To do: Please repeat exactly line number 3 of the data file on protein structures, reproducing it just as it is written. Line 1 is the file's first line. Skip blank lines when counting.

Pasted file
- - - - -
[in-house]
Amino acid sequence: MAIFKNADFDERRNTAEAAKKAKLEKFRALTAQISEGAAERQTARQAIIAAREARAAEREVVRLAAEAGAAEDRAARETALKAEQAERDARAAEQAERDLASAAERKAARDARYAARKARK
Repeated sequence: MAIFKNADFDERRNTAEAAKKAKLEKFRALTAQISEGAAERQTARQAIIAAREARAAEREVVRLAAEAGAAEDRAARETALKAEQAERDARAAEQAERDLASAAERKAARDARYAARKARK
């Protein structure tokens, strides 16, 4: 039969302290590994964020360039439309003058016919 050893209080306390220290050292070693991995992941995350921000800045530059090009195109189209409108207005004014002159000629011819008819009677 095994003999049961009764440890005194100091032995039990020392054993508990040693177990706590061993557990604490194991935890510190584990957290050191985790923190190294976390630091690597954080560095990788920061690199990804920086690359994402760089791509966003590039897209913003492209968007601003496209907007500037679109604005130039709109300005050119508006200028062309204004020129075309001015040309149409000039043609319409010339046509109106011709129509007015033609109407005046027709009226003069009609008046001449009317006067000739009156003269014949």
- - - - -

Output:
Repeated sequence: MAIFKNADFDERRNTAEAAKKAKLEKFRALTAQISEGAAERQTARQAIIAAREARAAEREVVRLAAEAGAAEDRAARETALKAEQAERDARAAEQAERDLASAAERKAARDARYAARKARK